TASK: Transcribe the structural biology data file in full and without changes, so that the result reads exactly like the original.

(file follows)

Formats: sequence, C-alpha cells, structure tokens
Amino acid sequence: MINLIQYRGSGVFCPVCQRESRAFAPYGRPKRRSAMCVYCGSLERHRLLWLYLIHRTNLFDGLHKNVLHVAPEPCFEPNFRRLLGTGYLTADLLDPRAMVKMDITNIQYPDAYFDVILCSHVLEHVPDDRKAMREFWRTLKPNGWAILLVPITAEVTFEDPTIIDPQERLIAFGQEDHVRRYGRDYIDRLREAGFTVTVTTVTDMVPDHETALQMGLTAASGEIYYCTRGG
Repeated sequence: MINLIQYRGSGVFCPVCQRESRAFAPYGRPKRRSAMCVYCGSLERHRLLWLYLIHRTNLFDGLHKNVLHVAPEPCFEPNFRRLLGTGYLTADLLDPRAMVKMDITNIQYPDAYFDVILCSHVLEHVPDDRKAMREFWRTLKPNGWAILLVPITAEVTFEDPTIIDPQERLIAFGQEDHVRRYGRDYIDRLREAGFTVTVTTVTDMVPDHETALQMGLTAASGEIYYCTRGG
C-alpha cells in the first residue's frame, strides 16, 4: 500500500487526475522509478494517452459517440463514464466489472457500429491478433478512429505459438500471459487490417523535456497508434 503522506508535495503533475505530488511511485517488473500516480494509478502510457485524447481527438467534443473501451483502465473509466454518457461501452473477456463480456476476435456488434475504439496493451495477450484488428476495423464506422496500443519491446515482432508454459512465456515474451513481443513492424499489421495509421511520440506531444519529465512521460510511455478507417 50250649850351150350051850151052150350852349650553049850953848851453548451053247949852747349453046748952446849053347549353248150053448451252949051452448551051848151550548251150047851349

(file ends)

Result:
Formats: sequence, C-alpha cells, structure tokens
Amino acid sequence: MINLIQYRGSGVFCPVCQRESRAFAPYGRPKRRSAMCVYCGSLERHRLLWLYLIHRTNLFDGLHKNVLHVAPEPCFEPNFRRLLGTGYLTADLLDPRAMVKMDITNIQYPDAYFDVILCSHVLEHVPDDRKAMREFWRTLKPNGWAILLVPITAEVTFEDPTIIDPQERLIAFGQEDHVRRYGRDYIDRLREAGFTVTVTTVTDMVPDHETALQMGLTAASGEIYYCTRGG
Repeated sequence: MINLIQYRGSGVFCPVCQRESRAFAPYGRPKRRSAMCVYCGSLERHRLLWLYLIHRTNLFDGLHKNVLHVAPEPCFEPNFRRLLGTGYLTADLLDPRAMVKMDITNIQYPDAYFDVILCSHVLEHVPDDRKAMREFWRTLKPNGWAILLVPITAEVTFEDPTIIDPQERLIAFGQEDHVRRYGRDYIDRLREAGFTVTVTTVTDMVPDHETALQMGLTAASGEIYYCTRGG
C-alpha cells in the first residue's frame, strides 16, 4: 500500500487526475522509478494517452459517440463514464466489472457500429491478433478512429505459438500471459487490417523535456497508434 503522506508535495503533475505530488511511485517488473500516480494509478502510457485524447481527438467534443473501451483502465473509466454518457461501452473477456463480456476476435456488434475504439496493451495477450484488428476495423464506422496500443519491446515482432508454459512465456515474451513481443513492424499489421495509421511520440506531444519529465512521460510511455478507417 50250649850351150350051850151052150350852349650553049850953848851453548451053247949852747349453046748952446849053347549353248150053448451252949051452448551051848151550548251150047851349